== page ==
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Dwelling – space: a look to the future

As a place of expression of the individual’s freedom and a safe shelter from affairs of the world, the house, in a period of great uncertainty such as that dictated by the Covid-19 Pandemic, has taken on a fundamental role and has proved, once again, to be an essential good of each human being. What will the house of the future be like? How will we live in the world that will be? Architects are called to question themselves in order to give life to a new dwelling vision, able to approach different social expectations and suitable to meet the needs of today’s reality.

“What good is a house if you don’t have a proper world to put it in?” wrote the transcendentalist philosopher Henry David Thoreau, supporting the essential relationship between the outside world – nature – and the domestic environment in which man finds refuge. Today, in the face of an increasingly imminent climate crisis and the strong repercussions that this factor has on the existence of man, this question, with a provocative tone, appears current and dramatically realistic.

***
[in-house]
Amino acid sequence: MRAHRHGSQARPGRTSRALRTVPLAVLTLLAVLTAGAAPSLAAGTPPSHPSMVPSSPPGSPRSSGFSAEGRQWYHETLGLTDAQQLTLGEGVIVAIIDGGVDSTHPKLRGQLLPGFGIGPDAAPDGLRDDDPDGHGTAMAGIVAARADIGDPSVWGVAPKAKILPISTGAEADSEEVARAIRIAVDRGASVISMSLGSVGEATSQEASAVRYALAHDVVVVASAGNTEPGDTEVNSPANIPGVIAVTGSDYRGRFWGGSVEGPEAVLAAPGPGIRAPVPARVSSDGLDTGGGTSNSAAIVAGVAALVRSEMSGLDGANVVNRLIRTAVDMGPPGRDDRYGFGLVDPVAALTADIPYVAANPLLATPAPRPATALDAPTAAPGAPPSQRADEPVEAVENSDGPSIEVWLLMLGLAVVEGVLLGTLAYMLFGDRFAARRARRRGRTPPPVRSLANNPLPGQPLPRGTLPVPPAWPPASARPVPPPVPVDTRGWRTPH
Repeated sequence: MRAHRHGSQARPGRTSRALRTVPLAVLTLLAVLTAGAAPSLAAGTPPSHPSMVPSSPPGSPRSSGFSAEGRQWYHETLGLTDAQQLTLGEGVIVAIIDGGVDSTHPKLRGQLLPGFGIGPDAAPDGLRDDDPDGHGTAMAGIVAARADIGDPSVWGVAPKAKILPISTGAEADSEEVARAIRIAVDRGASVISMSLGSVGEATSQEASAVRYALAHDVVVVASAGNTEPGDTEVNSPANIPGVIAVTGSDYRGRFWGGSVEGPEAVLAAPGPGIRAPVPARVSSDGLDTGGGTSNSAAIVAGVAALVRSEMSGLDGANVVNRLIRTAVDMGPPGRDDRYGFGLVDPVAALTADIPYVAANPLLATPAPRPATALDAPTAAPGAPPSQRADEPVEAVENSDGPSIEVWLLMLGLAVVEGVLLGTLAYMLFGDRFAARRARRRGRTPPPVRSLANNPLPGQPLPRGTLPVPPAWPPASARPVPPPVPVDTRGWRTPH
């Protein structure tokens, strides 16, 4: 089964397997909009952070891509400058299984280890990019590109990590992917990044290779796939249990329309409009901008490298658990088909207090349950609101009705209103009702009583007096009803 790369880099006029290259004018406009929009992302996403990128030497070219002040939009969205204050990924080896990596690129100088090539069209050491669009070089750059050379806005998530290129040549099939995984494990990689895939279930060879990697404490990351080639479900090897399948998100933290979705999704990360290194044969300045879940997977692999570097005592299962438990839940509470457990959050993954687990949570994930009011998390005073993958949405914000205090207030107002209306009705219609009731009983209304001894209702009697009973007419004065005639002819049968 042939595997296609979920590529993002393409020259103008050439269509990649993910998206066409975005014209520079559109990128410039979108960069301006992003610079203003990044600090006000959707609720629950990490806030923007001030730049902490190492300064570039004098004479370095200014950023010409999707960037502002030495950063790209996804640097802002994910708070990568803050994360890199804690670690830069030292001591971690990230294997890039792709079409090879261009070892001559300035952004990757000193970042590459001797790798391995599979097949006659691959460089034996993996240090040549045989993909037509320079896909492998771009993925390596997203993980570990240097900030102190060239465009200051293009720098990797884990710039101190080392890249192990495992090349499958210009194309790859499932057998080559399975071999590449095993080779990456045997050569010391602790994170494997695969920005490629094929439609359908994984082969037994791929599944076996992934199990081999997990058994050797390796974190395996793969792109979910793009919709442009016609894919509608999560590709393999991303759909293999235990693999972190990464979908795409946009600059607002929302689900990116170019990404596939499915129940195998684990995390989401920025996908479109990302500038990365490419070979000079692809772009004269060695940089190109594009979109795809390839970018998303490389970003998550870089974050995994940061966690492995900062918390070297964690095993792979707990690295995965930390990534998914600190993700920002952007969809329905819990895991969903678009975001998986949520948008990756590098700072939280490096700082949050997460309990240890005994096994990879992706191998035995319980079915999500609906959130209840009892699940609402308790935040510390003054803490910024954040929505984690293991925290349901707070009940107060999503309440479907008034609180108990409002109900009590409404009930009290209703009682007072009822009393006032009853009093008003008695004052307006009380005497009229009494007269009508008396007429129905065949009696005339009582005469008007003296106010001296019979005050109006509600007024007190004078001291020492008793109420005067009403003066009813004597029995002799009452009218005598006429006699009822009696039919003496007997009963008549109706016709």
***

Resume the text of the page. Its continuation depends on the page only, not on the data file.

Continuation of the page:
Rethinking the home is fundamental in a period of such strong social change: think of the “House as a machine for living” conceived by Le Corbusier in 1923 in “Vers une architecture”, a moment in which the fundamental points for life in modern society were outlined; think to the innovations made by the Bauhaus with the contribution of Walter Gropius and Marcel Breuer, or to the new conception of interior architecture by Florence Knoll Bassett, created to meet the needs of the era.

In the latter period, everyone has tried to reinvent themselves, questioning our daily lives and habits, to cope with a higher need, dictated by the health crisis. What will our daily life be like in the future? Is it necessary to give a new dimension to our expectations? What role will dwelling play in this new scenario?


© ste_poska, Spazi liberi. A window of “La canonica di Nusenna”, Gaiole in Chianti, Tuscany.